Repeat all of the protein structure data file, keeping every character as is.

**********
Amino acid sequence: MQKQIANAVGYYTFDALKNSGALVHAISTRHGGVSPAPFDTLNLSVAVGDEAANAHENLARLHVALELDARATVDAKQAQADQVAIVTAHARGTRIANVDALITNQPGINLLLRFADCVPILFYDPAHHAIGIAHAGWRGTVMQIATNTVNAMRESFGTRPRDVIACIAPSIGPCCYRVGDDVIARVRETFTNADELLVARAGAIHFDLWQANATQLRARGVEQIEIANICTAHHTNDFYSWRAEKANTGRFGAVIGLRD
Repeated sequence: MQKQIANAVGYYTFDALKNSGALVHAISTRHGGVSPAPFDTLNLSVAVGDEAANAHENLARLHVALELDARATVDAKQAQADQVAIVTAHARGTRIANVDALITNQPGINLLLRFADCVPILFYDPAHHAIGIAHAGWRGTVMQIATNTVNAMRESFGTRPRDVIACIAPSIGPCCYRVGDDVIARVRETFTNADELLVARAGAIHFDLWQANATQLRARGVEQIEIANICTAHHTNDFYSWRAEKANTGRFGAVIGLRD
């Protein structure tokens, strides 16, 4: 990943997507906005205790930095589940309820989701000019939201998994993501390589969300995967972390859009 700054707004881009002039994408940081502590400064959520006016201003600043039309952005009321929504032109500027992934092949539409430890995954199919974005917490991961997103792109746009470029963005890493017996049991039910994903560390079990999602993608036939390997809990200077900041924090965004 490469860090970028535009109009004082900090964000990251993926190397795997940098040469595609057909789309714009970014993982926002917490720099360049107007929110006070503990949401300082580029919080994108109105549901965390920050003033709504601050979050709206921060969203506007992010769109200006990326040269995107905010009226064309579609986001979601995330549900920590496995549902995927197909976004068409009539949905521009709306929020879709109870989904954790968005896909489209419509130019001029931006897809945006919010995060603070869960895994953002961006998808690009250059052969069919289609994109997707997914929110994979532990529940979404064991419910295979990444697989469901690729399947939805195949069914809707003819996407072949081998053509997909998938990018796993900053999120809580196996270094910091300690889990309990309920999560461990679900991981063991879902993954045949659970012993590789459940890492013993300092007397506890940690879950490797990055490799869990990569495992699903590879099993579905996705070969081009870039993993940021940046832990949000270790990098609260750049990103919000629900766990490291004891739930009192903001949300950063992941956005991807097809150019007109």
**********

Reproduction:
Amino acid sequence: MQKQIANAVGYYTFDALKNSGALVHAISTRHGGVSPAPFDTLNLSVAVGDEAANAHENLARLHVALELDARATVDAKQAQADQVAIVTAHARGTRIANVDALITNQPGINLLLRFADCVPILFYDPAHHAIGIAHAGWRGTVMQIATNTVNAMRESFGTRPRDVIACIAPSIGPCCYRVGDDVIARVRETFTNADELLVARAGAIHFDLWQANATQLRARGVEQIEIANICTAHHTNDFYSWRAEKANTGRFGAVIGLRD
Repeated sequence: MQKQIANAVGYYTFDALKNSGALVHAISTRHGGVSPAPFDTLNLSVAVGDEAANAHENLARLHVALELDARATVDAKQAQADQVAIVTAHARGTRIANVDALITNQPGINLLLRFADCVPILFYDPAHHAIGIAHAGWRGTVMQIATNTVNAMRESFGTRPRDVIACIAPSIGPCCYRVGDDVIARVRETFTNADELLVARAGAIHFDLWQANATQLRARGVEQIEIANICTAHHTNDFYSWRAEKANTGRFGAVIGLRD
């Protein structure tokens, strides 16, 4: 990943997507906005205790930095589940309820989701000019939201998994993501390589969300995967972390859009 700054707004881009002039994408940081502590400064959520006016201003600043039309952005009321929504032109500027992934092949539409430890995954199919974005917490991961997103792109746009470029963005890493017996049991039910994903560390079990999602993608036939390997809990200077900041924090965004 490469860090970028535009109009004082900090964000990251993926190397795997940098040469595609057909789309714009970014993982926002917490720099360049107007929110006070503990949401300082580029919080994108109105549901965390920050003033709504601050979050709206921060969203506007992010769109200006990326040269995107905010009226064309579609986001979601995330549900920590496995549902995927197909976004068409009539949905521009709306929020879709109870989904954790968005896909489209419509130019001029931006897809945006919010995060603070869960895994953002961006998808690009250059052969069919289609994109997707997914929110994979532990529940979404064991419910295979990444697989469901690729399947939805195949069914809707003819996407072949081998053509997909998938990018796993900053999120809580196996270094910091300690889990309990309920999560461990679900991981063991879902993954045949659970012993590789459940890492013993300092007397506890940690879950490797990055490799869990990569495992699903590879099993579905996705070969081009870039993993940021940046832990949000270790990098609260750049990103919000629900766990490291004891739930009192903001949300950063992941956005991807097809150019007109």